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Mets: Three lessons Brodie Van Wagenen seems to have learned

NEW YORK, NY - NOVEMBER 04: Carlos Beltran, left, is introduced by General Manager Brodie Van Wagenen during a press conference at Citi Field on November 4, 2019 in New York City. (Photo by Rich Schultz/Getty Images)
NEW YORK, NY - NOVEMBER 04: Carlos Beltran, left, is introduced by General Manager Brodie Van Wagenen during a press conference at Citi Field on November 4, 2019 in New York City. (Photo by Rich Schultz/Getty Images)
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DENVER, COLORADO – SEPTEMBER 18: Pete Alonso #20 of the New York Mets hits a solo home run in the sixth inning against the Colorado Rockies at Coors Field on September 18, 2019 in Denver, Colorado. (Photo by Matthew Stockman/Getty Images)

Trust the kids

Haters are, as the kids who have probably grown up now would say, “gonna hate” and people who despise Van Wagenen are going to say I’m reaching here. Does he actually trust the kids? His lack of action may be in part because he hasn’t gotten a good deal for any of the younger players already on the MLB roster. Another element may be that he actually trusts the youngsters.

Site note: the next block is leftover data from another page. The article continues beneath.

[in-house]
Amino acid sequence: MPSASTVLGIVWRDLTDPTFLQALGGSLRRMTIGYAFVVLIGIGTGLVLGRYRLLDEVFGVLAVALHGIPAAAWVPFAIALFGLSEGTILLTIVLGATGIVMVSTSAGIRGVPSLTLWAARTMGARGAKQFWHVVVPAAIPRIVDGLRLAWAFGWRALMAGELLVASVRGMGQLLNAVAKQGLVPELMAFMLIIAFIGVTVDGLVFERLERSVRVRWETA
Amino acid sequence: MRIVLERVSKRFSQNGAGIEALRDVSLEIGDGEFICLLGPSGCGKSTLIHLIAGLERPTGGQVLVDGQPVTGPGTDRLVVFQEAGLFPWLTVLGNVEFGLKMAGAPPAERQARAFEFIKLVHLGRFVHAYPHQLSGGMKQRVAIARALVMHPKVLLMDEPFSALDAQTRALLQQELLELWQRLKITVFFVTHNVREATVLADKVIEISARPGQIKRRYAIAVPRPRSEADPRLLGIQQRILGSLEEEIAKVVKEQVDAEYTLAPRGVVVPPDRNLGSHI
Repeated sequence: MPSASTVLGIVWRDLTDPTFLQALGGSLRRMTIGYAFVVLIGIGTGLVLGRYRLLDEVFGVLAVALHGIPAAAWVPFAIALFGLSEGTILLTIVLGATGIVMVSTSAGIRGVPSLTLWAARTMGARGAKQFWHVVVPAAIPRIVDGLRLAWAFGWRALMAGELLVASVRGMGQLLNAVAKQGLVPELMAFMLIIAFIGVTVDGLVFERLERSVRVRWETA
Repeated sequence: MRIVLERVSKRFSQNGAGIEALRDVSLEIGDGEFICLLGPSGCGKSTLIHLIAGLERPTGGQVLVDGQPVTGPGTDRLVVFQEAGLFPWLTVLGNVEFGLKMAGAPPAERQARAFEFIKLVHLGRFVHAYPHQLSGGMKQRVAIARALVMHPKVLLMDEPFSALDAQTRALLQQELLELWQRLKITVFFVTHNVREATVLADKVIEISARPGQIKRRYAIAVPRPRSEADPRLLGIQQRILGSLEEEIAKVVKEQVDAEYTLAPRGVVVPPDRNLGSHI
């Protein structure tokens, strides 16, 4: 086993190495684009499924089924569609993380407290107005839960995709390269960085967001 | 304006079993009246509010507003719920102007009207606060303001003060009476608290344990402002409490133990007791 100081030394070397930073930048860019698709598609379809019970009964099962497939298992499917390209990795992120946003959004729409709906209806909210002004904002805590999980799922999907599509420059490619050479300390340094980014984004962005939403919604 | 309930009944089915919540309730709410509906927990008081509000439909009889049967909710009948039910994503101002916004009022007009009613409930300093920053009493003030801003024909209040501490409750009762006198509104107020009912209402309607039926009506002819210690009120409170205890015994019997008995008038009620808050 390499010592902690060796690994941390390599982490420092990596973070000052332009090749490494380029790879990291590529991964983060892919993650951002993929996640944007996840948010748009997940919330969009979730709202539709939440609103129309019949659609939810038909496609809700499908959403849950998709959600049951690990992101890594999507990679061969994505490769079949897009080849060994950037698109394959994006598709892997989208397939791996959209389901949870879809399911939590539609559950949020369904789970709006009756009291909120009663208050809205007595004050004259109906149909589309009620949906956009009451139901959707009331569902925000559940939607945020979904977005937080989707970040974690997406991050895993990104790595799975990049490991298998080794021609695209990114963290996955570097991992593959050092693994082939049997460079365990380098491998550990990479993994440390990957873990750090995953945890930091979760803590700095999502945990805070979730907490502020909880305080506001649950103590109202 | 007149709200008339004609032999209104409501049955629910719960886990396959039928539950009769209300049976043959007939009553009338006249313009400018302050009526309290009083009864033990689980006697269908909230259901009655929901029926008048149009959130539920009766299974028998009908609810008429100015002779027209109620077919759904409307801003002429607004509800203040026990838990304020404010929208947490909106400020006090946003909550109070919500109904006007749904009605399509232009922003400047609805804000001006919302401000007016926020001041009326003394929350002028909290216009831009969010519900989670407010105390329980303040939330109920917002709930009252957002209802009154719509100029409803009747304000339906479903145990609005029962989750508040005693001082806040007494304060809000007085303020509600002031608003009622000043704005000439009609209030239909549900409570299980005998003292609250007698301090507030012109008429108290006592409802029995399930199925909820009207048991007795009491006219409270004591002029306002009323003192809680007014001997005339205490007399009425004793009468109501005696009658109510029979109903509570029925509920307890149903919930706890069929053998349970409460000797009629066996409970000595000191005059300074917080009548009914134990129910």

Let’s go back to Opening Day 2019 for a moment. Pete Alonso made his way onto the roster out of Spring Training. Other general managers may have attempted to delay his MLB debut to save a year of control.

Van Wagenen did do the sensible thing here. And as a former agent, I think his mind was still in the “what’s best for the player” mode.

Alonso is only one example. This winter, it’s the not trading away Brandon Nimmo (yet) which has me wondering if this is a lesson he has learned. Compared to last offseason when the Mets added Robinson Cano and Jed Lowrie, it seems like the team is disinterested in taking risks on more veteran players.

Sure, BVW has added older guys this winter. However, none are nearly as ancient as the duo of Cano and Lowrie.

Van Wagenen doesn’t fully trust all of the kids. Thank goodness he doesn’t. Not all of them are capable of performing at a high level in Major League Baseball. I’m specifically referring to the army of relievers we’ve seen shuttled back and forth from Triple-A.

The trust the Mets’ GM has in the kids is nothing too outlandish. I think after what many of them did in 2019, we all believe in them a little more.

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